I have had my dog, Jackie, for 8 years and she is still young at heart with many more years to go. When I started thinking about my own estate plan, I realized Jackie needed to be a part of it and I took steps to make sure my companion and friend would not fall through the cracks if and when I am no longer able to care for her.
Many of my clients have expressed similar concerns to me about their pets. Some clients have horses or exotic birds with long life spans and expensive upkeep. Other clients, like me, have dogs or cats who they consider to be part of the family.
Pets in Canada are living assets and you cannot leave a direct gift to a pet in your Will, but you may still plan for the well-being of your pets in your estate planning documents.
In my case, I had discussions with family to make sure more than one person was willing to give Jackie a home and made provisions in my Power of Attorney and my Will ensuring that Jackie would be financially taken care of to minimize the financial burden on the person who gave Jackie a home.
It is important to have discussions with the people or person to whom you want to gift your pet because such a gift may be declined. I also suggest having a back up person in case your first choice becomes unable to give your pet a suitable home.
I often include non-binding statements in a Will expressing the hopes and requests of the pet owner about who will take and maintain pets. Even though these statements have no true legal force, their inclusion in your Will gives them considerable weight and places a moral obligation on your executor and the future caregiver for your pets.
Another way to provide for the care of a pet after your death is to establish a trust in your Will, but most of my clients choose to leave a cash gift to the future caregiver of their pets. Typically, such a cash gift is in the range of $10,000 to $15,000 to cover basic and veterinary expenses. If you have an unusual pet, such as an exotic bird, you may want to leave a larger amount given the longevity or special needs of the pet.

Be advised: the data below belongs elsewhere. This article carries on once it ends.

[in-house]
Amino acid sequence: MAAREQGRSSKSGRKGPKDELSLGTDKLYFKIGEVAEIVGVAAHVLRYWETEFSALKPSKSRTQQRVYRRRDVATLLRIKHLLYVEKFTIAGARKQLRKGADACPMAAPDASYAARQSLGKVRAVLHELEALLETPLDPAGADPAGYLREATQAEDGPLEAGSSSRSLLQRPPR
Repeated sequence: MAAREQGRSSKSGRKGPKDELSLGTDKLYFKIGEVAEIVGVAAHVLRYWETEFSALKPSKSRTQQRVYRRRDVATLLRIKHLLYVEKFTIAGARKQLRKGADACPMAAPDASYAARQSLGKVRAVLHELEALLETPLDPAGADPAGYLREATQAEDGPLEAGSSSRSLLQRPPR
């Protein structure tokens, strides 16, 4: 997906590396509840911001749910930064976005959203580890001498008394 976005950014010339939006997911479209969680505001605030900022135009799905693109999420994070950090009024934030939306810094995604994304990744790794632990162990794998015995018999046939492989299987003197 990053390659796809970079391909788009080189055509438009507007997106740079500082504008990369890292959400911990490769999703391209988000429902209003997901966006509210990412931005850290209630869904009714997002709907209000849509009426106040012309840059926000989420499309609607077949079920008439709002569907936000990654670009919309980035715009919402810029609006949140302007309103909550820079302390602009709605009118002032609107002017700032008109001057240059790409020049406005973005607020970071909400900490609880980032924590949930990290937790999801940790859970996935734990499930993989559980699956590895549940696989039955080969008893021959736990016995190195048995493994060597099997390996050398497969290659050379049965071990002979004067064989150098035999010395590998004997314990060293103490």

There have been instances in Canada of pet owners requesting their pets be euthanized after the pet owner’s death, but such a request likely would not be upheld in court where the executor or responsible person refuses to follow the request.
You should also consider what will happen to your pets if you lose capacity or become mentally or physically unable to properly care for your pets during your lifetime. To ensure your pets’ essential needs and upkeep are met in this type of scenario, you may want to include in your Power of Attorney the authority to make such payments to the future caregiver of your pets.
Proper estate planning for your pets allows you to decide what you would like to happen with your pets and gives you the opportunity to discuss your wishes with loved ones, which in turn should give you peace of mind about the fate of your furry friends.